If when you make photographs you want every square millimeter of your print to count as an integral and necessary part of the picture, then you would never want the overmat to cover any part of the picture space.

I put it this way: As a photographer I am responsible for every square millimeter of the picture space, the same way a composer is responsible for every note. And so I do not want to cover any part of the picture that I saw on the ground glass.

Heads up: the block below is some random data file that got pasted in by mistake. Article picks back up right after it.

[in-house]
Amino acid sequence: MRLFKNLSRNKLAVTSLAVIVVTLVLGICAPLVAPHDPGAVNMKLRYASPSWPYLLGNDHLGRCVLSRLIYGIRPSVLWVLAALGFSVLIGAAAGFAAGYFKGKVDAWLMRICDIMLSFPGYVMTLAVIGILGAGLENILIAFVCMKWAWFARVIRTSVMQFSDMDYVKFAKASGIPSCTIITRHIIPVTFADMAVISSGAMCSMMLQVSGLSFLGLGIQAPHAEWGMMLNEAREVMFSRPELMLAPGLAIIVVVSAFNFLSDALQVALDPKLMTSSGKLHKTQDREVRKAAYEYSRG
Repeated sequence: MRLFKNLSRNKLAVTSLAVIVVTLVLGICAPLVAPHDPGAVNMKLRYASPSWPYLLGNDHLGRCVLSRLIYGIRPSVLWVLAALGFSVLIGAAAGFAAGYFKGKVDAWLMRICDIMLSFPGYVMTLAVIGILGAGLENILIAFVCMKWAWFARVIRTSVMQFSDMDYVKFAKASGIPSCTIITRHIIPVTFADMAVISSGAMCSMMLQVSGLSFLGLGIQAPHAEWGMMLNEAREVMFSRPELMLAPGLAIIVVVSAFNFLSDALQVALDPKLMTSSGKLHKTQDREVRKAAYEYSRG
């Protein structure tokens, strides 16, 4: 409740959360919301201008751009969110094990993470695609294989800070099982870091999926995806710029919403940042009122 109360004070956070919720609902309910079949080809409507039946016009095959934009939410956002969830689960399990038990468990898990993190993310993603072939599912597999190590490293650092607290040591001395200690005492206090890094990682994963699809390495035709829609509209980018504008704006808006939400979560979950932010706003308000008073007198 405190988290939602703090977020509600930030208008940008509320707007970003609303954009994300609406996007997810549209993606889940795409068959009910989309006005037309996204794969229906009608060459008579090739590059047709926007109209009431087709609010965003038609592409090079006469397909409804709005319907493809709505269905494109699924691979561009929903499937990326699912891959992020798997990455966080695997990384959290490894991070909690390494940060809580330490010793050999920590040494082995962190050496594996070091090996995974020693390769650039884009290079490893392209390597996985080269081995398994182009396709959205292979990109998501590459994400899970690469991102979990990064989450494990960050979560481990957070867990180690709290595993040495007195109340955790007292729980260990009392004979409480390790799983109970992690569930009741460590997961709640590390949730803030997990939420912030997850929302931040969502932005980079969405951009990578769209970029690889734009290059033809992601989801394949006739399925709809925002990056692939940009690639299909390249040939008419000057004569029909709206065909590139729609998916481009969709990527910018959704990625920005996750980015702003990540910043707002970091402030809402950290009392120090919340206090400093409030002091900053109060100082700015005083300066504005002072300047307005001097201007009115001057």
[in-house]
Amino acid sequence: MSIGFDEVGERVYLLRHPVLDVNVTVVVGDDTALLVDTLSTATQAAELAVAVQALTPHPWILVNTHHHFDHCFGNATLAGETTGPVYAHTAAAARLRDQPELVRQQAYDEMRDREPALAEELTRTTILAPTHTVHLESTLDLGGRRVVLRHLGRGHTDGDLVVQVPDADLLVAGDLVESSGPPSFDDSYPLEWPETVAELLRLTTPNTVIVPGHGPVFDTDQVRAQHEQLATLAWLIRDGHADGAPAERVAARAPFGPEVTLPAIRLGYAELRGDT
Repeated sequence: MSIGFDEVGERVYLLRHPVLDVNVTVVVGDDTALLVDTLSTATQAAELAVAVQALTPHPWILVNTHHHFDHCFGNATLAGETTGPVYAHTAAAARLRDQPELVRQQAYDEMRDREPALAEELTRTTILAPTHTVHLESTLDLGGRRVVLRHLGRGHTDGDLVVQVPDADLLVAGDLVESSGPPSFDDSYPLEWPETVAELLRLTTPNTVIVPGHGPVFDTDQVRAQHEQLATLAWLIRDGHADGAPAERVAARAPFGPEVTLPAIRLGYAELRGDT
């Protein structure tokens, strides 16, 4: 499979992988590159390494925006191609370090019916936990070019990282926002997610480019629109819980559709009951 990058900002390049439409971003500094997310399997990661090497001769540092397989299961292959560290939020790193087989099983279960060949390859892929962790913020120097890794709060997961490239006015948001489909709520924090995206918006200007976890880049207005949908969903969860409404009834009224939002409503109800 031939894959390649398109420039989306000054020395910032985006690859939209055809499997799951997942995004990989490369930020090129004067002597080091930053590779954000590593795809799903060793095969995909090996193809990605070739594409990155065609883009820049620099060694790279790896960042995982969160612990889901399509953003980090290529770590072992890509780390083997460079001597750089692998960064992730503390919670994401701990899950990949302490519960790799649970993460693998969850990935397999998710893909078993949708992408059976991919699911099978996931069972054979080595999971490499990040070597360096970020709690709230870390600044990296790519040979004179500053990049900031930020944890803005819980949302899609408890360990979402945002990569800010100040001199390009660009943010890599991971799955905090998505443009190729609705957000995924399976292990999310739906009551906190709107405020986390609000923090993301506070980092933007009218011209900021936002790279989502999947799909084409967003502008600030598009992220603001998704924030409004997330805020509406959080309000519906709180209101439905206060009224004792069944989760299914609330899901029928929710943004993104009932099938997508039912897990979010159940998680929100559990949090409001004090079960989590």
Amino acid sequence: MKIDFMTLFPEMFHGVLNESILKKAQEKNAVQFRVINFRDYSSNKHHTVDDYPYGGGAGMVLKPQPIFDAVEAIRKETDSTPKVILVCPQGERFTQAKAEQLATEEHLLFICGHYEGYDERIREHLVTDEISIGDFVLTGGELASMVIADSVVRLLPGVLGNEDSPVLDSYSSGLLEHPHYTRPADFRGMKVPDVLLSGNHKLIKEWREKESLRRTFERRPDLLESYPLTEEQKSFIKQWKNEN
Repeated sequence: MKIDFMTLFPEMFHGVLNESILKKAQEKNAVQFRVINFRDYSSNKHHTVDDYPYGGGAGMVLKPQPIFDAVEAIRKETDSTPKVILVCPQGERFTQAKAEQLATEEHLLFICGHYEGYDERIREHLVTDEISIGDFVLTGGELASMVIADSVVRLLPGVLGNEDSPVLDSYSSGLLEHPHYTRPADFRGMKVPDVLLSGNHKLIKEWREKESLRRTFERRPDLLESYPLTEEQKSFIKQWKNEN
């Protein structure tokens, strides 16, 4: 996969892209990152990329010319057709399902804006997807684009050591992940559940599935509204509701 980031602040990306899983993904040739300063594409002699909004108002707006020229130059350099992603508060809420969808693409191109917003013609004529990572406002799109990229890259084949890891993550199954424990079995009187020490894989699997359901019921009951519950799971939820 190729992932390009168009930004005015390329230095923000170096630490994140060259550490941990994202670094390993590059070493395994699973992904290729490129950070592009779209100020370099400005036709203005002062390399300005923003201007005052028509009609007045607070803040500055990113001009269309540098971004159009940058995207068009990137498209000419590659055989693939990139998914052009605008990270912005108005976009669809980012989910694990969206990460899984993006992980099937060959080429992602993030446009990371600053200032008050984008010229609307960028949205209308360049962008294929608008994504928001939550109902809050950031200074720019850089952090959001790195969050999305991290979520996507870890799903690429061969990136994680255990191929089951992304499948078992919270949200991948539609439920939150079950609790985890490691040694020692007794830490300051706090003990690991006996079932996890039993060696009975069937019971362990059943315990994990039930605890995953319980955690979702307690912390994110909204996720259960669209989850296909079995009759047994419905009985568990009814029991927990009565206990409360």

And I do not recommend ever allowing the white photo paper to be visible around the photograph. The reflectance of the paper, since it matches the reflectance of the photograph and will be of the brightest reflectance, will distract the viewer''s eye from the photograph.

So, when overmatting, either leave a border of mat board, which is of lesser reflectance than the photograph, and therefore not distracting at all, or have the overmat come exactly to the edge of the print.

Because as photographers we do this ourselvexs, at our company Lodima Archival Materials (www.lodimaarchivalmaterials.com), we custom-cut all of the overmats that we sell.

Michael A. Smith